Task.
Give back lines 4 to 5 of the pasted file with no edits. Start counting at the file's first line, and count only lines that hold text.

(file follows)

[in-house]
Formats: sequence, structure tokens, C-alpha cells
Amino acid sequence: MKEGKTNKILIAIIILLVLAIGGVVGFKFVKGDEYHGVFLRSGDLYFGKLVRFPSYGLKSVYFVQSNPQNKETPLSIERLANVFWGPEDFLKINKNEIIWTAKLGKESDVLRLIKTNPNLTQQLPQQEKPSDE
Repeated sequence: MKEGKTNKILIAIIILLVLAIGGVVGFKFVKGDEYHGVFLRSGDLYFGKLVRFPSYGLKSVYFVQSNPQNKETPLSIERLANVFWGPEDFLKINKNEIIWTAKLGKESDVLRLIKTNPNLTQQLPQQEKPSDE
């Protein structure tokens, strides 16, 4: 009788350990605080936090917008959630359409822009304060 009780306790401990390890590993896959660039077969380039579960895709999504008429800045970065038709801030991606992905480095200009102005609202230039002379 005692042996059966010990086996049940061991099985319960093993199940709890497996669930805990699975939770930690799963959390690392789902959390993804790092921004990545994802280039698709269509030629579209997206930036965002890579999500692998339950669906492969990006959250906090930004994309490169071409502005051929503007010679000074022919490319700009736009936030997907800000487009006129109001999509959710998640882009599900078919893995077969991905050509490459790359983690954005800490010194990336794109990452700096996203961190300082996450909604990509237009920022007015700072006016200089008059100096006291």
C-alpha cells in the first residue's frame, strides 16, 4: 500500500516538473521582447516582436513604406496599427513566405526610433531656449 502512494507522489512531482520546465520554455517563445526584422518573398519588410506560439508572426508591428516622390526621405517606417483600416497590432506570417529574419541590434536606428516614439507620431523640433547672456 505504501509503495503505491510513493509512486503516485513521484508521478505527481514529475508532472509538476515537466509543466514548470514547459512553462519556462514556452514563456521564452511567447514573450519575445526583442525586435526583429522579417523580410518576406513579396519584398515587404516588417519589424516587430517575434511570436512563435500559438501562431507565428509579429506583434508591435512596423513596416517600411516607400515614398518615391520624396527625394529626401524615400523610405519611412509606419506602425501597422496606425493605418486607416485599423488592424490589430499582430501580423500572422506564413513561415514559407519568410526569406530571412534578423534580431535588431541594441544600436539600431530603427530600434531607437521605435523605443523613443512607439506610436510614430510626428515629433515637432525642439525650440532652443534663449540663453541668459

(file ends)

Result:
Repeated sequence: MKEGKTNKILIAIIILLVLAIGGVVGFKFVKGDEYHGVFLRSGDLYFGKLVRFPSYGLKSVYFVQSNPQNKETPLSIERLANVFWGPEDFLKINKNEIIWTAKLGKESDVLRLIKTNPNLTQQLPQQEKPSDE
């Protein structure tokens, strides 16, 4: 009788350990605080936090917008959630359409822009304060 009780306790401990390890590993896959660039077969380039579960895709999504008429800045970065038709801030991606992905480095200009102005609202230039002379 005692042996059966010990086996049940061991099985319960093993199940709890497996669930805990699975939770930690799963959390690392789902959390993804790092921004990545994802280039698709269509030629579209997206930036965002890579999500692998339950669906492969990006959250906090930004994309490169071409502005051929503007010679000074022919490319700009736009936030997907800000487009006129109001999509959710998640882009599900078919893995077969991905050509490459790359983690954005800490010194990336794109990452700096996203961190300082996450909604990509237009920022007015700072006016200089008059100096006291």